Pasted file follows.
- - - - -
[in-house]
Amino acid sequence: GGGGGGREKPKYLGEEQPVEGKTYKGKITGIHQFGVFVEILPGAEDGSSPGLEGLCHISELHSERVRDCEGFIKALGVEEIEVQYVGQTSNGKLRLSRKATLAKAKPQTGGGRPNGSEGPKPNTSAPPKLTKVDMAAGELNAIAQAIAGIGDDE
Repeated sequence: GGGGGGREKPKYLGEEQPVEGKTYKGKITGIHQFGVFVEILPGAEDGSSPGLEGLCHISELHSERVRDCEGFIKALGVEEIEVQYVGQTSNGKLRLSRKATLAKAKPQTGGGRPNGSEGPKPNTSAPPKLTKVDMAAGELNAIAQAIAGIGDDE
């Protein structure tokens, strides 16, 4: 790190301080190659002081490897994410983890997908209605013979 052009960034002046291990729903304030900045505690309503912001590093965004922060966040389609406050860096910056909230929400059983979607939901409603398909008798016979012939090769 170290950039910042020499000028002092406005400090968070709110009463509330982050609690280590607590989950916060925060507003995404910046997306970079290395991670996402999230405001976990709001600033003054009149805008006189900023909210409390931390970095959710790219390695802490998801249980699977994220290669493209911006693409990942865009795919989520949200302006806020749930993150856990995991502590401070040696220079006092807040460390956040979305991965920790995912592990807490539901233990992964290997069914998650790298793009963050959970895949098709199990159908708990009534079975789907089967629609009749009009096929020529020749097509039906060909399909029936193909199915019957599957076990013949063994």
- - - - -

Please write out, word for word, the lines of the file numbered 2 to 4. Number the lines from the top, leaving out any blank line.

Amino acid sequence: GGGGGGREKPKYLGEEQPVEGKTYKGKITGIHQFGVFVEILPGAEDGSSPGLEGLCHISELHSERVRDCEGFIKALGVEEIEVQYVGQTSNGKLRLSRKATLAKAKPQTGGGRPNGSEGPKPNTSAPPKLTKVDMAAGELNAIAQAIAGIGDDE
Repeated sequence: GGGGGGREKPKYLGEEQPVEGKTYKGKITGIHQFGVFVEILPGAEDGSSPGLEGLCHISELHSERVRDCEGFIKALGVEEIEVQYVGQTSNGKLRLSRKATLAKAKPQTGGGRPNGSEGPKPNTSAPPKLTKVDMAAGELNAIAQAIAGIGDDE
């Protein structure tokens, strides 16, 4: 790190301080190659002081490897994410983890997908209605013979 052009960034002046291990729903304030900045505690309503912001590093965004922060966040389609406050860096910056909230929400059983979607939901409603398909008798016979012939090769 170290950039910042020499000028002092406005400090968070709110009463509330982050609690280590607590989950916060925060507003995404910046997306970079290395991670996402999230405001976990709001600033003054009149805008006189900023909210409390931390970095959710790219390695802490998801249980699977994220290669493209911006693409990942865009795919989520949200302006806020749930993150856990995991502590401070040696220079006092807040460390956040979305991965920790995912592990807490539901233990992964290997069914998650790298793009963050959970895949098709199990159908708990009534079975789907089967629609009749009009096929020529020749097509039906060909399909029936193909199915019957599957076990013949063994």